Uganda: 4,000 Affected as Landslides Wreak Havoc

30 November 2019

Bundibugyo — A total of 349 households have been displaced by landslides in Bundibugyo District, humanitarian officials have said.

More than 4,000 people have been affected by the disaster, Ms Diana Tumuhimbise, the Red Cross Society manager in-charge of Bundibugyo branch, revealed on Thursday.

The areas most affected are Bundimulinga and Hikitara Villages in Tokwe Sub-county, Hamutoma, Humya villages in Bundibugyo Town Council and Buhundu Parish in Bukonzo Sub-county.

Ms Tumuhimbise said assessments have revealed that the relief support needed for the affected communities include shelter, wash facilities and food, among others.

"We are engaging the district leadership to find ways of getting relief support for these affected people," she said.

More than 10 houses have been swept away by a landslide that struck Humutoma Village, in Bamadu Parish, Bundibugyo Town early this week.

According to authorities, animals and plantations of cocoa, banana, vanilla, coffee and sweet potatoes have not been spared.

The chairperson of Bumadu Parish, Mr Bangutendye Yonasani said eight graveyards were also submerged and swept away by the floods.

Mr Bangutendye said some people have fled their houses to safer areas fearing reoccurrence of the landslides after cracks appearing in theirs area.

The Bundibugyo District chairperson, Mr Ronald Mutegeki, said the district is working on an assessment report that will be submitted to the central government to seek relief support for the affected families.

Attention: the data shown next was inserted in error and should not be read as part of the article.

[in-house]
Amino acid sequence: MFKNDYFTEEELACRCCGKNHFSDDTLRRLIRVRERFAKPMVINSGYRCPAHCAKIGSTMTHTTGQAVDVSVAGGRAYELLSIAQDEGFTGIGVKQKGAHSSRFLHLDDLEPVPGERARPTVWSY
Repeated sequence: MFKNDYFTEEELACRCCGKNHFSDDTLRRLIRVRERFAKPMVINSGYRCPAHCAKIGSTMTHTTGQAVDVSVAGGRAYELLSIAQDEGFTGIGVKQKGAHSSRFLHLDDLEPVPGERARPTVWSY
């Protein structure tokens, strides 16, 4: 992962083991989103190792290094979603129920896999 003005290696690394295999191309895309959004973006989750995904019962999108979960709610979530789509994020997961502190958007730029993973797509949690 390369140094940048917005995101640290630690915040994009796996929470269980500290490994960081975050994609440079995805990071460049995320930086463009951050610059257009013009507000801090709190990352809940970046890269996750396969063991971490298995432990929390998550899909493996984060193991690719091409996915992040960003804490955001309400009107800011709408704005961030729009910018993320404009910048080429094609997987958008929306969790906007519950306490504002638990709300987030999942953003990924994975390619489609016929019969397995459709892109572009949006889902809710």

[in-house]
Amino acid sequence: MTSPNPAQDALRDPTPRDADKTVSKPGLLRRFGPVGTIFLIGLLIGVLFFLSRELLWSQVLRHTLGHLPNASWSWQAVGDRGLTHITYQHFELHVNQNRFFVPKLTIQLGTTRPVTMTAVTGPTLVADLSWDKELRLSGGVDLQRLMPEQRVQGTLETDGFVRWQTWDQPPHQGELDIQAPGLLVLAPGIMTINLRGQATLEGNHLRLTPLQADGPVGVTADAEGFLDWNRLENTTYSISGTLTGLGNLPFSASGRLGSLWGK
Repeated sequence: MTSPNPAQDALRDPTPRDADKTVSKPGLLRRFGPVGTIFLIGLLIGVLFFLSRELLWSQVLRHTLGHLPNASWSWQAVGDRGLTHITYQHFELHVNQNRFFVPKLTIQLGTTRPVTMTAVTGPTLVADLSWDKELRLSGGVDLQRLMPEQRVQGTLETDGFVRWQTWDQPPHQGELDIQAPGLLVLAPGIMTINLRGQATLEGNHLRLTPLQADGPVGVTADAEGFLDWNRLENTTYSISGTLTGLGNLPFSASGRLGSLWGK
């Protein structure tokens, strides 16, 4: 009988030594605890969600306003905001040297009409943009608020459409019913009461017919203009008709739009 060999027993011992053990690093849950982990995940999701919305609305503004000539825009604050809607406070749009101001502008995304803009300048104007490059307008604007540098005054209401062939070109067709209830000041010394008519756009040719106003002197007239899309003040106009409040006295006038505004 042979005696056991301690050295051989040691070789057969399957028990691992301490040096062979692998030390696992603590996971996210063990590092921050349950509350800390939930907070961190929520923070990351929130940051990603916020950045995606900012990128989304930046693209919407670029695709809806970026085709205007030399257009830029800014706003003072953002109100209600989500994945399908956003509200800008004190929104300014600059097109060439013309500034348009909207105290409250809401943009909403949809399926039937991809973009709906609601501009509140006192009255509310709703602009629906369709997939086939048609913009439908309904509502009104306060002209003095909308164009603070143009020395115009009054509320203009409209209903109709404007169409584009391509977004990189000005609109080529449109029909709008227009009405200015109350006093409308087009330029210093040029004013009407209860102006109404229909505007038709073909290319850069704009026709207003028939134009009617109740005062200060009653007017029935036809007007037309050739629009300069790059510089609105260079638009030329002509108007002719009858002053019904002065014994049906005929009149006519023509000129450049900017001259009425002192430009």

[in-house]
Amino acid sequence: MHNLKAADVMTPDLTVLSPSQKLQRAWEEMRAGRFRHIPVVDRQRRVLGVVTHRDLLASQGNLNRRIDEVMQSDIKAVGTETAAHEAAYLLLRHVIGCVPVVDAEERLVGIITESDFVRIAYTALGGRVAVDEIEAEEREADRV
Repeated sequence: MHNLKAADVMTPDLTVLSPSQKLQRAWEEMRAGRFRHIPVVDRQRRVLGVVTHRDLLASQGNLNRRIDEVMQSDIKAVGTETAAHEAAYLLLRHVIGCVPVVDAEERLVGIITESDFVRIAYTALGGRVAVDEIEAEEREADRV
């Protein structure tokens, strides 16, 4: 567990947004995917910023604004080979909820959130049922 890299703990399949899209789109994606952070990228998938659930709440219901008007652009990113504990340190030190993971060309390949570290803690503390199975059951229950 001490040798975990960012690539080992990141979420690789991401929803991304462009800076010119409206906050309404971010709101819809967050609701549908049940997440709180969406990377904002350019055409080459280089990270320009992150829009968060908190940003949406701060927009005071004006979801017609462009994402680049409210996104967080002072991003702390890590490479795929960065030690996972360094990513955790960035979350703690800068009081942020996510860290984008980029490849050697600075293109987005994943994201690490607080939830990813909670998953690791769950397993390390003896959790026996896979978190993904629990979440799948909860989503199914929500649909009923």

"We are appealing to government especially the Office of Prime Minster, Ministry of Works and other government agencies and our development partners to come to our rescue. The affected areas are very many and we don't know when these landslides will end," Mr Mutegeki said.

He revealed that six bridges have been washed away by floods, paralysing the transport network and business activities in the district.

Mr Mutegeki blamed the disaster on poor farming methods and environmental degradation.

He advised those in areas prone to landslides to relocate to safer areas, since the district lacks the required resources to conduct the relocation.

"We ask the government to allocate some substantial resources to the district to enable us allocate some sizable pieces of land where these people can be able to temporarily allocate and begin a new life," Mr Mutegeki said.

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